Unraveling the genetic basis of fast L-arabinose consumption on top of recombinant xylose-fermenting Saccharomyces cerevisiae.

08:00 EDT 10th September 2018 | BioPortfolio

Summary of "Unraveling the genetic basis of fast L-arabinose consumption on top of recombinant xylose-fermenting Saccharomyces cerevisiae."

One major challenge in the bioconversion of lignocelluloses into ethanol is to develop Saccharomyces cerevisiae strains that can utilize all available sugars in biomass hydrolysates, especially the D-xylose and L-arabinose that cannot be fermented by the S. cerevisiae strain naturally. Here, we integrated an L-Arabinose Utilization Cassette (AUC) into the genome of an efficient D-xylose fermenting industrial diploid S. cerevisiae strain CIBTS0735 to make strain CIBTS1972. After evolving on arabinose, CIBTS1974 with excellent fermentation capacity was obtained. A comparison between genome sequences of strains CIBTS1974 and CIBTS1972 revealed that the copy number of the AUC had increased from 1 to 12. We then constructed the AUC null mutant CIBTS1975 and gradually rescued the L-arabinose utilization defect by integrating AUC iteratively. On the other hand, the parental strain CIBTS0735 was able to acquire the same performance as CIBTS1974 by the direct introduction of 12 copies of the AUC; the performance was further improved by adding two more copies. Besides, we found that not the two transporters present in the AUC were both needed during L-arabinose utilization, Gal2 was necessary and Stp2 was not essential. We have described for the first time that a high copy number of AUC is sufficient for the strain to metabolize L-arabinose efficiently independent of evolution. This article is protected by copyright. All rights reserved.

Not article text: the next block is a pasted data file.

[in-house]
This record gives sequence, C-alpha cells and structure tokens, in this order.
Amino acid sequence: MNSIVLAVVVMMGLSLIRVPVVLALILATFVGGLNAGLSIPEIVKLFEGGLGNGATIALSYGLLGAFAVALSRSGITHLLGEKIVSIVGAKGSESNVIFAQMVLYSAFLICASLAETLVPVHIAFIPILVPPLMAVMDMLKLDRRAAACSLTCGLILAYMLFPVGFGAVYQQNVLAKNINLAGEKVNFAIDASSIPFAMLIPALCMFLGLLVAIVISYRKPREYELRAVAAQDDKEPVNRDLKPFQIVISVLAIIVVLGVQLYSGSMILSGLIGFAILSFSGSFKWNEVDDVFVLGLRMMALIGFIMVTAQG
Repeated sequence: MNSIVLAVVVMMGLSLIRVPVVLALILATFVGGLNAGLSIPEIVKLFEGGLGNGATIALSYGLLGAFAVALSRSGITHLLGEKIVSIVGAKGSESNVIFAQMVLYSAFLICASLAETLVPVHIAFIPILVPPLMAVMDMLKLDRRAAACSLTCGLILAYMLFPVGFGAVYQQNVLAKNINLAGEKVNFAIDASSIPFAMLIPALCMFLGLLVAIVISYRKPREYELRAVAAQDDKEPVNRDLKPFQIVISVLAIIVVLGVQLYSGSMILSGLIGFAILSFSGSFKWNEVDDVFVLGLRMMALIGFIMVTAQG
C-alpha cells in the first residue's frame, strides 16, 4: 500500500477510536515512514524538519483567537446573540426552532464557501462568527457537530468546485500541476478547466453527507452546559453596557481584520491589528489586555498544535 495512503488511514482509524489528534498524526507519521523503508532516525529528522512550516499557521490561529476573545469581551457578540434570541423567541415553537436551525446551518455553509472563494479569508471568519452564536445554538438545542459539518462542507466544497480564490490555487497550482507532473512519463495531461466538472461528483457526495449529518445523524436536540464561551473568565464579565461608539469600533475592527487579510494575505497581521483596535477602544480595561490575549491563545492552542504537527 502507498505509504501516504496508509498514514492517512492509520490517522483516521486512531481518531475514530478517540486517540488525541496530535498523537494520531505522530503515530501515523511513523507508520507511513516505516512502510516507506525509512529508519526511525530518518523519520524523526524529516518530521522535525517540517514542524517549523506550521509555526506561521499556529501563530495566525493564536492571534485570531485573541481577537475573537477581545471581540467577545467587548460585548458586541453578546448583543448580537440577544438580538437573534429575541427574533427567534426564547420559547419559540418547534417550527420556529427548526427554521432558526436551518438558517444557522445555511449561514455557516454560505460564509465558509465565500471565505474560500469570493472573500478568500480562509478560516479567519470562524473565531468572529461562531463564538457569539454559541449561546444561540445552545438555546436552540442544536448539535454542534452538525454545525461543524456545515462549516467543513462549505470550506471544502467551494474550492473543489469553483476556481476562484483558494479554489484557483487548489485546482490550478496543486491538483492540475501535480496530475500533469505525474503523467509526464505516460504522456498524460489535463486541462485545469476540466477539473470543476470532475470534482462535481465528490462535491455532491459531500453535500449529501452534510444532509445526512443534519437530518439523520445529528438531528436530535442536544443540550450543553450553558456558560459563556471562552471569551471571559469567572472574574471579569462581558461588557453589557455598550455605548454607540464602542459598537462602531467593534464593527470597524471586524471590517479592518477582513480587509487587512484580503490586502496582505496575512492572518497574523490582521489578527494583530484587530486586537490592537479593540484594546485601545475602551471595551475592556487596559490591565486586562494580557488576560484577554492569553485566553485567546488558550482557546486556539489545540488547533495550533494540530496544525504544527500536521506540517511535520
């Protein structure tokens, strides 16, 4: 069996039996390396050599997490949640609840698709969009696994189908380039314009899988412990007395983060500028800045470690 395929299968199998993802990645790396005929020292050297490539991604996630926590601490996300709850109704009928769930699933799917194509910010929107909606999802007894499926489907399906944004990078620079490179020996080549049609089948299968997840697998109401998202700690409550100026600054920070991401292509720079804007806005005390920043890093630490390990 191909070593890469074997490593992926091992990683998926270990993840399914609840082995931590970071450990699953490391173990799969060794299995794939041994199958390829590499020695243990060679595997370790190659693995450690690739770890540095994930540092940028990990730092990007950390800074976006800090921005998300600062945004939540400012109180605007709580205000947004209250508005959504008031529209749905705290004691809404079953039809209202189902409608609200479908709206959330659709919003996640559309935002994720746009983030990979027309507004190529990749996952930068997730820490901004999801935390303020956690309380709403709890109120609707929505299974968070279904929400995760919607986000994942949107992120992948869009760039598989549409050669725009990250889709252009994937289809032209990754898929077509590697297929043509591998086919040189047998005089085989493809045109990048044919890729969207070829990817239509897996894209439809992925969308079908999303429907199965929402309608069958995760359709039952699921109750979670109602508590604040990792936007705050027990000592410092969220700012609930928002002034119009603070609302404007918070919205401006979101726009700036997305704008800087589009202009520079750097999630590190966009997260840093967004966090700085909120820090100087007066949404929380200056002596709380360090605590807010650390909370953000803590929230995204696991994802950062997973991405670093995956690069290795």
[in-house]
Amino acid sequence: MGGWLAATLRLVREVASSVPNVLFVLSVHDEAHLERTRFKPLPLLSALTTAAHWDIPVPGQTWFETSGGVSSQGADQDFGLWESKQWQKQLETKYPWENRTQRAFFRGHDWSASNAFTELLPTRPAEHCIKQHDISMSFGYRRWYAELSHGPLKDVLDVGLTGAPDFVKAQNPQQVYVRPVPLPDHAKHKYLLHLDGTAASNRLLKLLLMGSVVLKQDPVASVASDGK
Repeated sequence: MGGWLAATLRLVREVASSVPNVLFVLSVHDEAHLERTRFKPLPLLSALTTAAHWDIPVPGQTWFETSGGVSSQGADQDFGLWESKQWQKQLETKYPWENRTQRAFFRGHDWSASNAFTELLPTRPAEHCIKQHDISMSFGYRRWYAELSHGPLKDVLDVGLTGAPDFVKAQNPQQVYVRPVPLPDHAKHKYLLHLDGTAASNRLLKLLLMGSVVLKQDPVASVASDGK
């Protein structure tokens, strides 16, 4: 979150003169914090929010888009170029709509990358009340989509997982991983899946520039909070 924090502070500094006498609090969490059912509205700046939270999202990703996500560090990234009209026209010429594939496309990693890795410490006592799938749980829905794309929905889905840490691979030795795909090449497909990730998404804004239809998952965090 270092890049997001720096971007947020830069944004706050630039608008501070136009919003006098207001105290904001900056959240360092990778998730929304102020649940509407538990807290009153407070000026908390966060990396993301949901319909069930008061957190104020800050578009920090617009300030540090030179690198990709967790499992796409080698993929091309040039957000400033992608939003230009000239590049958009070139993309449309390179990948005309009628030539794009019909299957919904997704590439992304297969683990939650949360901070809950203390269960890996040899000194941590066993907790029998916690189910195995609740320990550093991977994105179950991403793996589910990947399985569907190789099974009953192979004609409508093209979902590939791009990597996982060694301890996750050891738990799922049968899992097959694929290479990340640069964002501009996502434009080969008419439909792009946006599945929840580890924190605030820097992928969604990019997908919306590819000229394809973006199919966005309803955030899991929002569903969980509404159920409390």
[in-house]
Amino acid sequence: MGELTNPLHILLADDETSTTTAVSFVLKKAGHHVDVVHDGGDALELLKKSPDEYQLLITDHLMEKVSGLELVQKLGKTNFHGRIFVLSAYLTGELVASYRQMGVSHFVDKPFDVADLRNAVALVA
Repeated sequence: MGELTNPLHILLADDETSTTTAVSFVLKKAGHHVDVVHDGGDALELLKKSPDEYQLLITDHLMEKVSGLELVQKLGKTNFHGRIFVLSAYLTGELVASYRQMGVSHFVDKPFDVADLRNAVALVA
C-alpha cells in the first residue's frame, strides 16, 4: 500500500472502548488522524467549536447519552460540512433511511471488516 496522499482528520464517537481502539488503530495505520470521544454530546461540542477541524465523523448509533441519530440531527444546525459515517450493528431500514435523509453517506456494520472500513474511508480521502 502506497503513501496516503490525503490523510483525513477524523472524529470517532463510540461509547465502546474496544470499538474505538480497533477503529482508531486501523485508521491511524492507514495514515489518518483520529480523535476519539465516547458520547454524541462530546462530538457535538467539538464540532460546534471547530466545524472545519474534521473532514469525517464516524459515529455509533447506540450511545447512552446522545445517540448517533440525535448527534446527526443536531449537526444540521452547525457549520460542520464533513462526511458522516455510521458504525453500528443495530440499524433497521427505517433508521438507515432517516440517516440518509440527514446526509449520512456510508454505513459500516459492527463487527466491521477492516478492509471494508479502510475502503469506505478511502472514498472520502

Journal Details

This article was published in the following journal.

Name: Biotechnology and bioengineering
ISSN: 1097-0290


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Medical and Biotech [MESH] Definitions

The GENETIC RECOMBINATION of the parts of two or more GENES resulting in a gene with different or additional regulatory regions, or a new chimeric gene product. ONCOGENE FUSION includes an ONCOGENE as at least one of the fusion partners and such gene fusions are often detected in neoplastic cells and are transcribed into ONCOGENE FUSION PROTEINS. ARTIFICIAL GENE FUSION is carried out in vitro by RECOMBINANT DNA technology.

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